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The Serial Killer and the Athlete

Psychological challenges and solutions for elite athletes during the COVID-19 crisis.

COVID has opened a new chapter in sport. The last five months have revolved around preparing for this extraordinary crisis from a psychological perspective. An insidious enemy has attacked everybody’s lives. In this situation, it was tragic to read and listen to sports experts and psychologists, who said that elite athletes would, of course, move past this phase without any particular problems. “This is what they were born for” … “they have trained for this” … “it’s their livelihood”. Well, no, not quite! Like many times in the past, people forget that even multiple-time Olympic gold medallists are PEOPLE first. They are human, so they are affected by tragedies like any other person. Thus, they require special psychological assessment, preparation, and management!

Crisis?

Sport provides unforgettable moments: the decisive penalty kick, the three-pointer at the buzzer, or the four-meter shot for the gold medal. But such extreme moments are not required for someone to experience a crisis! Just think of an Olympic run, swim, or match — the excitement and fear are palpable from the very first moment. We know this is the essence of sport; this is what makes an elite athlete an elite athlete; they are prepared for this. Some handle it better than others; others handle it worse. But why do we talk about elite athletes in the collective? It is a huge mistake to think of them that way! Based on my experience providing personality analyses to thousands of elite athletes, I can state emphatically that if we approach the topic using the four main personality types, we can see huge differences in how different athletes experience and manage crises, even among the best athletes!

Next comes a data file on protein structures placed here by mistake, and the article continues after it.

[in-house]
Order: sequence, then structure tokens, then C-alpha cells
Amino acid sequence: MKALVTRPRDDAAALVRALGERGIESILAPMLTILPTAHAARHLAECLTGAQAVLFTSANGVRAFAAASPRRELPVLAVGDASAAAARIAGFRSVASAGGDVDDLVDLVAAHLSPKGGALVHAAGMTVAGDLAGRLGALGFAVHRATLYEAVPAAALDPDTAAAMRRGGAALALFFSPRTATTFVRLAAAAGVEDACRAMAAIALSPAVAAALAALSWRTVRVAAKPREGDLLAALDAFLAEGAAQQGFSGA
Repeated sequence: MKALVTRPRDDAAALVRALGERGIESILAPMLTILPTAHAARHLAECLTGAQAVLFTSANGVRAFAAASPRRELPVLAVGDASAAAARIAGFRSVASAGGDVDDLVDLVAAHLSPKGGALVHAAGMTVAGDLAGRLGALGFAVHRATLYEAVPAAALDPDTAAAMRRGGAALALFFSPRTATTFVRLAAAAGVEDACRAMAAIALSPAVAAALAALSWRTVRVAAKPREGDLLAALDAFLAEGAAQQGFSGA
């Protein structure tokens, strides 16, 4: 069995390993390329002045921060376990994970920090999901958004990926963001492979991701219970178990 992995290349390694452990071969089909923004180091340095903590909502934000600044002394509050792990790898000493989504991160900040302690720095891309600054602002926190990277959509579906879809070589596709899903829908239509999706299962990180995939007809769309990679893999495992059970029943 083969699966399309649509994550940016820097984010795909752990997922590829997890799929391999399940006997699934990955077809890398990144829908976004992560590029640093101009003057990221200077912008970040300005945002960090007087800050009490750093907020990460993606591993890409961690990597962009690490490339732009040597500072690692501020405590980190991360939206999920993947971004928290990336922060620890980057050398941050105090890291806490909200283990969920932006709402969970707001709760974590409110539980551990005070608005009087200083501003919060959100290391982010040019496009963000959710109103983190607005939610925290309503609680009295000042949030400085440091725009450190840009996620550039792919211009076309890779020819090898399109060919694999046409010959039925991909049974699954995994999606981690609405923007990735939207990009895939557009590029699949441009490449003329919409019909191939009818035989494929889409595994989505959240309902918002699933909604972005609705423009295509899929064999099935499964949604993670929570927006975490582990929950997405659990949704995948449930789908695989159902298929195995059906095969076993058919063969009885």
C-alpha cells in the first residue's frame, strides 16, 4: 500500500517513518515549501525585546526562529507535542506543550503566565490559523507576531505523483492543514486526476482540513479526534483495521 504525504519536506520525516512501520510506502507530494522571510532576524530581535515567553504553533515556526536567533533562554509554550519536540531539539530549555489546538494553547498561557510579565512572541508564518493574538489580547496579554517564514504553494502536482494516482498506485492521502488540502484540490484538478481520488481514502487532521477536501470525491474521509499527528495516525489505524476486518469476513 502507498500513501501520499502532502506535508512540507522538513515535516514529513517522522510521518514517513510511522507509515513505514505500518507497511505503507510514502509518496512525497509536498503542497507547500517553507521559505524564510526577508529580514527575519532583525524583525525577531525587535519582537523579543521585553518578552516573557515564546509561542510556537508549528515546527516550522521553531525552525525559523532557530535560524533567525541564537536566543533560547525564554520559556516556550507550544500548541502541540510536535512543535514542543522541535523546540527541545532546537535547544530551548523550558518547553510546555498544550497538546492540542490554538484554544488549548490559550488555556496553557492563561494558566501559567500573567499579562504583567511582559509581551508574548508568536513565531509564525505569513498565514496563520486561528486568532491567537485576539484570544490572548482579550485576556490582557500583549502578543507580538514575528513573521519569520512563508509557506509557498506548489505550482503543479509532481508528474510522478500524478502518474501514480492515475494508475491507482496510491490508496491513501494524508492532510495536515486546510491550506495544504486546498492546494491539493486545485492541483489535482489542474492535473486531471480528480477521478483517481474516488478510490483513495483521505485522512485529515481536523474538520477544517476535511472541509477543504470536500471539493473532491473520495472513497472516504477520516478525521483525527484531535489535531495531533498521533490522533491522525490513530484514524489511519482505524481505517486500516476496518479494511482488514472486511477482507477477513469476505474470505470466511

This is also the fundamental problem when experts talk about “winning recipes”; they think that just because a solution worked at some time, somewhere, it can be considered universal. Definitely not! The differences are apparent when approached from a system perspective. It can be seen, for example, that all personality types can be successful, they can be winners. Also, completely different paths can lead to success. The Ruler personality type can win with its dominance by coming up “clutch” in a given crisis. The Individual uses their creativity, the element of surprise, to win. A Supporter requires persistent work, and an Expert owes their ultimate success to their maximalism. Everyone can handle the stakes, only differently! How do these basic types behave in a crisis? First of all, let us clarify who is experiencing a crisis! One would think that the World Cup-deciding penalty kick would qualify as a crisis. No! If a Supporter player has made more than seven such shots in their career, this is no longer a crisis for them! They will handle the situation perfectly, even though the Supporter type usually does not handle crises very well. So, we can’t always assume that a situation qualifies as a crisis!